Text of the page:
The State Education Department released 2011 graduation data. (It’s unfortunate it takes the state a year to release this information.) The data shows Rochester has the worst four-year high school completion rate of all of the state’s big cities.
The graduation rate is calculated by tracking all of the students who entered high school as freshmen four years earlier. The state released June and August rates. I tend to use the August rate, because it includes students who only needed to take a class or two in summer school to get their diplomas.
Here’s a look at the district’s four-year August graduation rate over time:
- 2008: 52 percent
- 2009: 46 percent
- 2010: 51 percent
- 2011: 49 percent
Here are some thoughts and highlights:
- Jean-Claude Brizard couldn’t make a dent. (No urban superintendent has the magic touch. Interim Superintendent Bolgen Vargas, in discussing the 2011 data, said students must come to school to learn.)
- The only schools with graduation rates above 60 percent were School of the Arts (90 percent), School Without Walls (66 percent), Edison’s Finance school (61 percent) and Wilson (61 percent).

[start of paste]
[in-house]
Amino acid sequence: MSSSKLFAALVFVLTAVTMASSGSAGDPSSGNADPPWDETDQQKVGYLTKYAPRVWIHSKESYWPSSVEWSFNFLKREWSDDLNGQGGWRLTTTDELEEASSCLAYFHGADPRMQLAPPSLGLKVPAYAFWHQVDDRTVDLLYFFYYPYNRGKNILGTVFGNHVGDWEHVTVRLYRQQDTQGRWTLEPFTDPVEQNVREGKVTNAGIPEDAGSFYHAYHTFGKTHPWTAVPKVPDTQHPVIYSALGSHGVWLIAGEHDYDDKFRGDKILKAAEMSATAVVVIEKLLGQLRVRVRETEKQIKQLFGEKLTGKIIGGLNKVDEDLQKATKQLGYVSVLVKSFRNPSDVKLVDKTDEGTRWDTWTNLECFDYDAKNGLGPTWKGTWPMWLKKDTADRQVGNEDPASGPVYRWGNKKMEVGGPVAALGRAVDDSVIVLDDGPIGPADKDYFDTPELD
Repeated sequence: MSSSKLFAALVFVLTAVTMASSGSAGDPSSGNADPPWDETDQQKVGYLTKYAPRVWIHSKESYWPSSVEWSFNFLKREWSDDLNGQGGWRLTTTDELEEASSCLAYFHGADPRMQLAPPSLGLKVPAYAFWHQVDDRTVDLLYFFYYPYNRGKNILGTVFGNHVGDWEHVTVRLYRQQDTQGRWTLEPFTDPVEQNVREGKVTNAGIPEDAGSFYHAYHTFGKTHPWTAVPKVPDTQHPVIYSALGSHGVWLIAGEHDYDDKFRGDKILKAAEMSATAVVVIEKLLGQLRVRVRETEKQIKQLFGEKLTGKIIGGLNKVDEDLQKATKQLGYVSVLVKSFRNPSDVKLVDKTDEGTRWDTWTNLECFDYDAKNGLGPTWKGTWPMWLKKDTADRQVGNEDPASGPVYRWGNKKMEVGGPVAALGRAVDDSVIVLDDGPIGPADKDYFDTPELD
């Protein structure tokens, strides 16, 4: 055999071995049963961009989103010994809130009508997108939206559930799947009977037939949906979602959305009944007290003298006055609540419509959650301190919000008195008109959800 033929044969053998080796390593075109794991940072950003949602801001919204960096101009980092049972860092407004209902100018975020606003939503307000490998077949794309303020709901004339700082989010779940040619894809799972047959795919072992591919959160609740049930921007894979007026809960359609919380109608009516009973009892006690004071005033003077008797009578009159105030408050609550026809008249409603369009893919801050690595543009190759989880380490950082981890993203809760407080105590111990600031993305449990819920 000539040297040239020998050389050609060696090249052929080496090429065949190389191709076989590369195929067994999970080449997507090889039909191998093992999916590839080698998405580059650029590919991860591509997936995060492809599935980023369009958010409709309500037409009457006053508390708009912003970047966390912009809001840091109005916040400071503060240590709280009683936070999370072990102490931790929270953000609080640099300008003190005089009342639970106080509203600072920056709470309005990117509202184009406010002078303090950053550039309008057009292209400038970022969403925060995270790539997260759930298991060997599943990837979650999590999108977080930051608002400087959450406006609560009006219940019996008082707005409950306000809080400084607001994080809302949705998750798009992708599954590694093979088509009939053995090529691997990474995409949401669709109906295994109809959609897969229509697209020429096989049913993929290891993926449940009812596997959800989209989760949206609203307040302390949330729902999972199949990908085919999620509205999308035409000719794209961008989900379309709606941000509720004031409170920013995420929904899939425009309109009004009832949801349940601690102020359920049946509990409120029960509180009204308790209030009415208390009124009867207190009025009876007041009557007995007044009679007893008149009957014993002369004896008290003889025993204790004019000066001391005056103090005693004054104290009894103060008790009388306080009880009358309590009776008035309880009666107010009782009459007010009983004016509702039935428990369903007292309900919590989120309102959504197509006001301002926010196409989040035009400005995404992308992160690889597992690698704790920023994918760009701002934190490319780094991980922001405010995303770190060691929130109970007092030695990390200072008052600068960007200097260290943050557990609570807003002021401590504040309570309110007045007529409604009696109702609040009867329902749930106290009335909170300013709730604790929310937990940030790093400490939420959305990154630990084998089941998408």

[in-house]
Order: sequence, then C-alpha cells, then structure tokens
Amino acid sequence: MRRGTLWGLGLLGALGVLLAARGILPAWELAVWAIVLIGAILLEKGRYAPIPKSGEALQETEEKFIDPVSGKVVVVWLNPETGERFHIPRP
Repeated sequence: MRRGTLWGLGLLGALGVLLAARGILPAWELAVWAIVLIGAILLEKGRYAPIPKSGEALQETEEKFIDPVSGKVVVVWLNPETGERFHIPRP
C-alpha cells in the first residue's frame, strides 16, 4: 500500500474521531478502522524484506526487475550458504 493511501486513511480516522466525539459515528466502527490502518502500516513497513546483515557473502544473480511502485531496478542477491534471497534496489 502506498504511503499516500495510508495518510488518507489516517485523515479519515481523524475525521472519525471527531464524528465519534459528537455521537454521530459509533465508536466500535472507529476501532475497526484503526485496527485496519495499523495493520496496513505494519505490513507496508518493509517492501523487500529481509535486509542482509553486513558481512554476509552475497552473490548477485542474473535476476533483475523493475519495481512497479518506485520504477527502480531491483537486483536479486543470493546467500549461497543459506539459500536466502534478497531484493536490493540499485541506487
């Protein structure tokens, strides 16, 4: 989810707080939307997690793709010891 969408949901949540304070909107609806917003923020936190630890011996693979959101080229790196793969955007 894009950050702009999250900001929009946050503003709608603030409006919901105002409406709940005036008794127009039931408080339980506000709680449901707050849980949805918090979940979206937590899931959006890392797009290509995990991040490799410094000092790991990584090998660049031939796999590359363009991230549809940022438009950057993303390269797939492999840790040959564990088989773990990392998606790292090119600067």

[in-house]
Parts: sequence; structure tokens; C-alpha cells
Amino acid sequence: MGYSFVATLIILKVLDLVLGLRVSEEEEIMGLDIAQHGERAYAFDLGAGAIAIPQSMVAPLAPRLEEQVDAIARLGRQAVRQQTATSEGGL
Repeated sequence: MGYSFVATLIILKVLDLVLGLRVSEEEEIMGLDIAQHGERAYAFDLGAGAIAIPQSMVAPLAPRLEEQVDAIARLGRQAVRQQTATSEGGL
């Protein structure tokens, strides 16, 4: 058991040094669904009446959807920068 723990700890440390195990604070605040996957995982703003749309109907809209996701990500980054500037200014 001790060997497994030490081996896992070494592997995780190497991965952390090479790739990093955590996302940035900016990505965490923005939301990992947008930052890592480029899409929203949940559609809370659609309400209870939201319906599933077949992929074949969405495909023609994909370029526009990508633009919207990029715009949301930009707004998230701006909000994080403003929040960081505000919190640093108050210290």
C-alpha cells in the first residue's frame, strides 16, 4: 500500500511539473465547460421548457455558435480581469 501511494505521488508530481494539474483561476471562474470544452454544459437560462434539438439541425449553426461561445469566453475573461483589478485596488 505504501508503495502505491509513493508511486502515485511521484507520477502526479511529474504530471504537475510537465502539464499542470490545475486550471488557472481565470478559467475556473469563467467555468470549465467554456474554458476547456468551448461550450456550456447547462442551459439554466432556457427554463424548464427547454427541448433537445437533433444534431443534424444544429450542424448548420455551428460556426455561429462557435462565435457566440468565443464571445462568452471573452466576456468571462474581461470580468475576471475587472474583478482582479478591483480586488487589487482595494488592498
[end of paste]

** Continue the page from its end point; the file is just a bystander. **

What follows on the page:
- The worst graduation rate was at Monroe High School (33 percent). Charlotte High School (34 percent) was a close second.
- The gems of the school district, Northwest and Northeast, saw their grad rates plummet from the 70s to 53 and 60 percent respectively. The schools are very small, however, and results can be skewed if only a few students fall behind.
- East High’s graduation rate was 43 percent. What does that mean for popular principal Anibal Soler, credited with changing the culture of the school? No Child Left Behind mandates changes at schools with three years of graduation rates of less than 60 percent. That often includes removing the principal, which is what happened to Freddie Thomas’ Sandra Jordan. The state recently got a waiver from some NCLB requirements, so it’s possible Soler will get a reprieve.